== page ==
Scottish National Dictionary (1700–)
†GIG, n.1, v.1 Also gigg, geeg. [gɪg]
I. n. 1. A whim; a frolic, joke. Also in w.Yks. dial.
Sc. 1727 Ramsay T.T.Misc. (1733) III. 321:
They put a gigg in the gravest scull, And send their wits to gather wool. Ayr. 1790 A. Tait Poems 236:
The merry gigs to which she's bred, There's none activer in their trade.
2. “A curiosity; a charm” (Rnf. 1788 E. Picken Poems, Gl.); “an ingenious artifice” (Sc. 1818 Sawers; Bnff.4 1927); “a trick, device” (Cld. 1880 Jam.). Also giggum (emphatic) and dim. giggie (Gregor).
Bnff. 1866 Gregor D. Bnff. 61:
Nane o' yir gigs wee me. Y' needna try thim; for a winna tack thim aff o' yir han'.
Hence giggie, adj., “full of tricks” (Ib.).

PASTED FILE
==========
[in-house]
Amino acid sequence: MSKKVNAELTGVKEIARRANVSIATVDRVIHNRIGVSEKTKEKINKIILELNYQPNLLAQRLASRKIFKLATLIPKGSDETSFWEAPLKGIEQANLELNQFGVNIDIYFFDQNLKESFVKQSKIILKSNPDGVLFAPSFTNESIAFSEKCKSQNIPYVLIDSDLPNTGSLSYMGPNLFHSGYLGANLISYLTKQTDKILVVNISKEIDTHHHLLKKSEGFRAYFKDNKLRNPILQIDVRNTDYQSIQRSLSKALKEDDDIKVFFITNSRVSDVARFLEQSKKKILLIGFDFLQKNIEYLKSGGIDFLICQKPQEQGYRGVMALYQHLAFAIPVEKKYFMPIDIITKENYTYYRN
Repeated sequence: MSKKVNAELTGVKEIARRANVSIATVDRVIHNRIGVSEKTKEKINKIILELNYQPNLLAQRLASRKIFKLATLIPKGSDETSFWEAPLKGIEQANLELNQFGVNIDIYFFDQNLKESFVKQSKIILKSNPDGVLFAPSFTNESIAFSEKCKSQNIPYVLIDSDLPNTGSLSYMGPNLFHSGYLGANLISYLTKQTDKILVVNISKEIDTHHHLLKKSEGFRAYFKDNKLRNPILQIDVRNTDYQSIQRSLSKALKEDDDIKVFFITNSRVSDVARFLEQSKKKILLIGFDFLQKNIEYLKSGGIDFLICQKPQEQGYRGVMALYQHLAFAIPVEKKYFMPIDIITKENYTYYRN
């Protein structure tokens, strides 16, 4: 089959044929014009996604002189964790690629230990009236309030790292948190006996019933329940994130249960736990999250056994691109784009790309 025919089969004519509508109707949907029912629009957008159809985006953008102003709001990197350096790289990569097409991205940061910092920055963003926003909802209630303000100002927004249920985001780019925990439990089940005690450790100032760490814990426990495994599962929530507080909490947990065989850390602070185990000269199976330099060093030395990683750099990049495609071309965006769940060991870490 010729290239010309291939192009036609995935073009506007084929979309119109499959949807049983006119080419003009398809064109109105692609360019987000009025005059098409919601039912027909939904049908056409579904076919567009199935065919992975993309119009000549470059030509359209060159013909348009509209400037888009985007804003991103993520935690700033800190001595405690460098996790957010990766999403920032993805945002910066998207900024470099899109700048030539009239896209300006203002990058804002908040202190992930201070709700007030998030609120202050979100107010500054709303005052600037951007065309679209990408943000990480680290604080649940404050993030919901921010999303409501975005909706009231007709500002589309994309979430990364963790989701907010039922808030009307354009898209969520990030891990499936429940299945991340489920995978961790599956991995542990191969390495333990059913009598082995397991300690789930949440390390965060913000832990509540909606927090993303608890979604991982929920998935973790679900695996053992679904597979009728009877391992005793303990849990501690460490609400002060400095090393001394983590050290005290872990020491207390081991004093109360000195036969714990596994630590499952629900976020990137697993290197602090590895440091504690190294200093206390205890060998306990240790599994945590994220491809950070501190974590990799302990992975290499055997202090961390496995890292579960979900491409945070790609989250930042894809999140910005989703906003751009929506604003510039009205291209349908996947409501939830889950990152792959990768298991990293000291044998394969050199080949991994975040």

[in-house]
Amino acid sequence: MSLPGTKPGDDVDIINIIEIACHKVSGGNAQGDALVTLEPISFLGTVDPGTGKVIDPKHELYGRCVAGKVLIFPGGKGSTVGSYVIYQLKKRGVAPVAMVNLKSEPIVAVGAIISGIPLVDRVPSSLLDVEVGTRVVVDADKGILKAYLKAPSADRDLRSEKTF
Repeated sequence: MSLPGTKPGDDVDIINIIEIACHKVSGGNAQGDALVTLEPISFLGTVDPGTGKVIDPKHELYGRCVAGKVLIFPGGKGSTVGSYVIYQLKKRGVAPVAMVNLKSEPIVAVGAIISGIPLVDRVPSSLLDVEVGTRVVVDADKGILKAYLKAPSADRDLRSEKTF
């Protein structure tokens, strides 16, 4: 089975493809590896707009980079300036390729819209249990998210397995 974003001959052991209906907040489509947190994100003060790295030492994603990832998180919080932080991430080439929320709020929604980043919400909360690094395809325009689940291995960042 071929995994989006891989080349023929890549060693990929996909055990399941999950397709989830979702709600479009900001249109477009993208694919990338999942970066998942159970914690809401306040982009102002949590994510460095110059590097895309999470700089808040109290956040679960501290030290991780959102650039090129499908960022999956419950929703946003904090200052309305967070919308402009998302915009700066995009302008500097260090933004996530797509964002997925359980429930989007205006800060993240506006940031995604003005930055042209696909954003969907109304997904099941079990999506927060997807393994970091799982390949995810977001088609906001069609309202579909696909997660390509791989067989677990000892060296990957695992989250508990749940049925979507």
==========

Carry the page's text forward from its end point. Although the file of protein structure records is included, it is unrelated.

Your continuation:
II. v. 1. To quiz, play tricks (Dmf. 1825 Jam., geeg, gig).
2. In ppl.adj. gigit, -et, “elated with the novelty of a thing” (Uls. 1874 N. & Q. (5th Series) II. 98); “stumbling about, making foolish movements and gestures” (Sh. 1908 Jak. (1928)); “acting or speaking in a silly way, foolish” (Sh. 1914 Angus Gl.).[Origin unknown, but phs. onomat. Cf. obs. Eng. gig, something that whirls; an oddity; fun.]
You may wish to vary the format shown below depending on the citation style used.
"Gig n.1, v.1". Dictionary of the Scots Language. 2004. Scottish Language Dictionaries Ltd. Accessed 28 May 2018 <http://www.dsl.ac.uk/entry/snd/gig_n1_v1>
Try an Advanced Search